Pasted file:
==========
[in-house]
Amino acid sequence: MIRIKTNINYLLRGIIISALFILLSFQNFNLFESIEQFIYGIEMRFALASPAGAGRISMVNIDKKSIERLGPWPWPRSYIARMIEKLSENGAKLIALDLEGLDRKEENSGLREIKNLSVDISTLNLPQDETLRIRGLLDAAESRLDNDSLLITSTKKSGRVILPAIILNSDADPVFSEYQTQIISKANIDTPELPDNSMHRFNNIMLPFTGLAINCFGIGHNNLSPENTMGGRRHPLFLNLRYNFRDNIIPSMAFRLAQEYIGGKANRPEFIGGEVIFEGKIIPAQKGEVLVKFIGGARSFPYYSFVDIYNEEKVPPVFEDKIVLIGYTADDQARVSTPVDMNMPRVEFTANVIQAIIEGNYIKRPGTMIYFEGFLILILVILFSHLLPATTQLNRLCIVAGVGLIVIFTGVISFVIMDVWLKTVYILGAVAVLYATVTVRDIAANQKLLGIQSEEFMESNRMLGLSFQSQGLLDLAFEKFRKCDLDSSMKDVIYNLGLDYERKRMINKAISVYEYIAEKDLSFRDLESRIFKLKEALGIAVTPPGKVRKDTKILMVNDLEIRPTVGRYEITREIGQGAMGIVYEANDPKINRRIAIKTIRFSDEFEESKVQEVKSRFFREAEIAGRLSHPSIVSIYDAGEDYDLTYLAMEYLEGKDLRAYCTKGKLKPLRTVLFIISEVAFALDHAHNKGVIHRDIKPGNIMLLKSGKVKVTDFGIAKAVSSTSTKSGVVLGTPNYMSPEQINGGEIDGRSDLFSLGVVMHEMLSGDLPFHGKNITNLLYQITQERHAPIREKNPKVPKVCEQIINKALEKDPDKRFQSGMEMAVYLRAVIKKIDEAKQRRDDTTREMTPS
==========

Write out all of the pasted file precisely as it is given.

[in-house]
Amino acid sequence: MIRIKTNINYLLRGIIISALFILLSFQNFNLFESIEQFIYGIEMRFALASPAGAGRISMVNIDKKSIERLGPWPWPRSYIARMIEKLSENGAKLIALDLEGLDRKEENSGLREIKNLSVDISTLNLPQDETLRIRGLLDAAESRLDNDSLLITSTKKSGRVILPAIILNSDADPVFSEYQTQIISKANIDTPELPDNSMHRFNNIMLPFTGLAINCFGIGHNNLSPENTMGGRRHPLFLNLRYNFRDNIIPSMAFRLAQEYIGGKANRPEFIGGEVIFEGKIIPAQKGEVLVKFIGGARSFPYYSFVDIYNEEKVPPVFEDKIVLIGYTADDQARVSTPVDMNMPRVEFTANVIQAIIEGNYIKRPGTMIYFEGFLILILVILFSHLLPATTQLNRLCIVAGVGLIVIFTGVISFVIMDVWLKTVYILGAVAVLYATVTVRDIAANQKLLGIQSEEFMESNRMLGLSFQSQGLLDLAFEKFRKCDLDSSMKDVIYNLGLDYERKRMINKAISVYEYIAEKDLSFRDLESRIFKLKEALGIAVTPPGKVRKDTKILMVNDLEIRPTVGRYEITREIGQGAMGIVYEANDPKINRRIAIKTIRFSDEFEESKVQEVKSRFFREAEIAGRLSHPSIVSIYDAGEDYDLTYLAMEYLEGKDLRAYCTKGKLKPLRTVLFIISEVAFALDHAHNKGVIHRDIKPGNIMLLKSGKVKVTDFGIAKAVSSTSTKSGVVLGTPNYMSPEQINGGEIDGRSDLFSLGVVMHEMLSGDLPFHGKNITNLLYQITQERHAPIREKNPKVPKVCEQIINKALEKDPDKRFQSGMEMAVYLRAVIKKIDEAKQRRDDTTREMTPS